While the names of many Native Americans of the 19th century may be familiar even today, Sacagawea is arguably the best known female member of that group due to her role as an interpreter for the famous Lewis and Clark Expedition led by Meriwether Lewis and George Clark.1 The Expedition was tasked with exploring new lands acquired by the United States via the Louisiana Purchase, and traveled all the way to the Pacific Ocean.
This cover bearing a cachet using an alternate spelling of Sacajawea and commemorating the 130th anniversary of the Lewis and Clark Expedition was mailed to Youngstown, Ohio, after being postmarked in Wind River, Wyoming, on November 11, 1934.
A large tombstone in a graveyard on the Wind River Indian Reservation identifies the location as Sacagawea’s resting place, but modern authorities question that assertion, pointing to a list of expedition members compiled by Meriwether Lewis himself that listed Sacagawea as having died in South Dakota in 1812.2 3 4 This cover, then, may incorrectly identify Sacagawea’s burial place.
In addition, the 14¢ American Indian stamp could be viewed as an odd choice since Hollow Horn Bear, whose likeness was reproduced on the stamp, was a member of the Brule Sioux, not a Shoshone like Sacagawea; however, the stamp with its generic caption of “Native American” was used with some degree of regularity on covers of the period that have Native American ties.5 A stamp honoring Sacagawea herself was issued as part of the United States 1994 Legends of the West sheet.6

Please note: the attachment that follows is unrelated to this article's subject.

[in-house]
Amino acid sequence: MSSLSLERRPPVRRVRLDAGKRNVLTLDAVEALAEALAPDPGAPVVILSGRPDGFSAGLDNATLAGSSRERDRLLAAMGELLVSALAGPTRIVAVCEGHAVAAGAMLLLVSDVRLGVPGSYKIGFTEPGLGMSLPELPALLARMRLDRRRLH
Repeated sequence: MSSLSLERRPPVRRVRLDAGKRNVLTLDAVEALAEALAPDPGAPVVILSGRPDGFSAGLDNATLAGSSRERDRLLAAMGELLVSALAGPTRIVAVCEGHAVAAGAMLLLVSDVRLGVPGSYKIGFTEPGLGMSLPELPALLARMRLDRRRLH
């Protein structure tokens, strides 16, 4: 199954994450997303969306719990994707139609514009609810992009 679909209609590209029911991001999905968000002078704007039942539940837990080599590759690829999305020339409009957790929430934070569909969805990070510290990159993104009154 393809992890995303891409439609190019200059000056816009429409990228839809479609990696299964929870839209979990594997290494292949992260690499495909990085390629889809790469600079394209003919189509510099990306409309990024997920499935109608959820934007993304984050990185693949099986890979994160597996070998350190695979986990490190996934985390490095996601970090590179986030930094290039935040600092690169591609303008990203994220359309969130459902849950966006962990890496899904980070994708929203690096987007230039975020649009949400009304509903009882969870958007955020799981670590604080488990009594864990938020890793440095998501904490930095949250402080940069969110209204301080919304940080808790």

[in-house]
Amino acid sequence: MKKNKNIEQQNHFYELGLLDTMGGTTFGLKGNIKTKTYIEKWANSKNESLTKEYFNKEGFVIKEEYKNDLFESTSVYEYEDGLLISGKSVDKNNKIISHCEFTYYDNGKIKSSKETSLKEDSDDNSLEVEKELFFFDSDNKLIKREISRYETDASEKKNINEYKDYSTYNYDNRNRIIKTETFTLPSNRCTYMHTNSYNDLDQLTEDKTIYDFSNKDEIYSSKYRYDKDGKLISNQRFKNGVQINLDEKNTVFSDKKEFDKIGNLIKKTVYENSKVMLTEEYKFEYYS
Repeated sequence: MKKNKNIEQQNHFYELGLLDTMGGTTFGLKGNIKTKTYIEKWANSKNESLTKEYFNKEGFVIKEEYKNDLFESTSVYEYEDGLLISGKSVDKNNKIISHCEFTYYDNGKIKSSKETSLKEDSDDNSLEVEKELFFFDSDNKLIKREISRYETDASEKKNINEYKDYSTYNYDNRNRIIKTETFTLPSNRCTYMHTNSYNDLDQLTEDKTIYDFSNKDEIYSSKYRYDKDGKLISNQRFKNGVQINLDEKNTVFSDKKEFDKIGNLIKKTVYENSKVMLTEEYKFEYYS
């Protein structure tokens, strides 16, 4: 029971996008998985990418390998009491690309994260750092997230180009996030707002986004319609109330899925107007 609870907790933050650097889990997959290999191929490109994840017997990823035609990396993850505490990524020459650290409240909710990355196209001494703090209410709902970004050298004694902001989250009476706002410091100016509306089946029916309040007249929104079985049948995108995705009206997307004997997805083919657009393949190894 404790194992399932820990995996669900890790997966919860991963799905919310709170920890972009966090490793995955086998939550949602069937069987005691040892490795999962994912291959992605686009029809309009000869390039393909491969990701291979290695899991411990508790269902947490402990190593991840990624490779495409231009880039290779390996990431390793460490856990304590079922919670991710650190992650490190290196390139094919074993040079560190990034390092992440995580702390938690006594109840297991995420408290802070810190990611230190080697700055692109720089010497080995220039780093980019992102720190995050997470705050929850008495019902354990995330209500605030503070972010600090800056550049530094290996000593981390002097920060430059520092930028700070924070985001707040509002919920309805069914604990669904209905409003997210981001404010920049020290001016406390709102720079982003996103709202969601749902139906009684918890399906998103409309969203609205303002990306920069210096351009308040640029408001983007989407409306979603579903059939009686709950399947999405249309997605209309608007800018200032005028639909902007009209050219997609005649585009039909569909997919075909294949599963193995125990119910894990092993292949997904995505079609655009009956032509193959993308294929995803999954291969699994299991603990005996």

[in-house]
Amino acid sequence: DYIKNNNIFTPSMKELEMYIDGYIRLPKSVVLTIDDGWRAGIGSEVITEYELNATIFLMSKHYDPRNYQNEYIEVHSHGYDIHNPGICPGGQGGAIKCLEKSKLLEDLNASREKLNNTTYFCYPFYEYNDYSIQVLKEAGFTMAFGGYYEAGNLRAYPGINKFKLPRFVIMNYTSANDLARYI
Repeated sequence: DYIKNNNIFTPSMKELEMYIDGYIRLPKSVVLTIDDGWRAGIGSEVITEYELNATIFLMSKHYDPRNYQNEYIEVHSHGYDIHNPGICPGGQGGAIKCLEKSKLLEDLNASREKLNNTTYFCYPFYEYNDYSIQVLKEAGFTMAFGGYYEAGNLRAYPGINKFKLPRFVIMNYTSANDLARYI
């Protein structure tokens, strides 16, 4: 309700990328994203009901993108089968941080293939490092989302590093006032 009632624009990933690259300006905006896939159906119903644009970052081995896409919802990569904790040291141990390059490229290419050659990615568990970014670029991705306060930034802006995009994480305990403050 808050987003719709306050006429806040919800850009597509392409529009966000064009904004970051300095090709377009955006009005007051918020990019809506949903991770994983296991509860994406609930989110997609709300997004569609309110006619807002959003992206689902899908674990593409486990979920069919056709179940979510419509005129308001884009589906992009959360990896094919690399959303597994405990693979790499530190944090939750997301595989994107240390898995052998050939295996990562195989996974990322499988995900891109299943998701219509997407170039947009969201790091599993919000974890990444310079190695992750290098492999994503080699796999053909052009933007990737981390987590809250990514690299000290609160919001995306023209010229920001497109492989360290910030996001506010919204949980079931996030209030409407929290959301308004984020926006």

As for the air mail envelope, its reverse bears the copyright imprint of Albert C. Roessler, a New Jersey stamp dealer was was involved in creating cacheted covers beginning in 1918.7
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- Sacagawea Biography. Biography. 27 Feb. 2020. Accessed 12 July 2020.
- Nelson, W. Dale. Sacagawea’s final resting place controversial. Casper Star Tribune. 21 Apr. 2003. Accessed 12 July 2020.
- Klein, Christopher. Who’s Buried in Sacagawea’s Grave? History. 3 Sep. 2018. Accessed 12 July 2020.
- Controversy of Sacagawea’s death. Sacagawea Historical Society. Accessed 12 July 2020.
- Weiser-Alexander, Kathy. Hollow Horn Bear - Brule Sioux Chief. Legends of America. Feb. 2020. Accessed 12 July 2020.
- Snee, Charles, ed. Scott 2015 Specialized Catalogue of United States Stamps & Covers. Sidney, Ohio: Scott Publishing Co., 2014.
- Wood, Kenneth. Albert C. Roessler. Democratic Club of Bonita Springs and South Lee County. 25 Oct. 2000. Accessed 12 July 2020.
Published 2020-07-14 Last updated 2021-01-17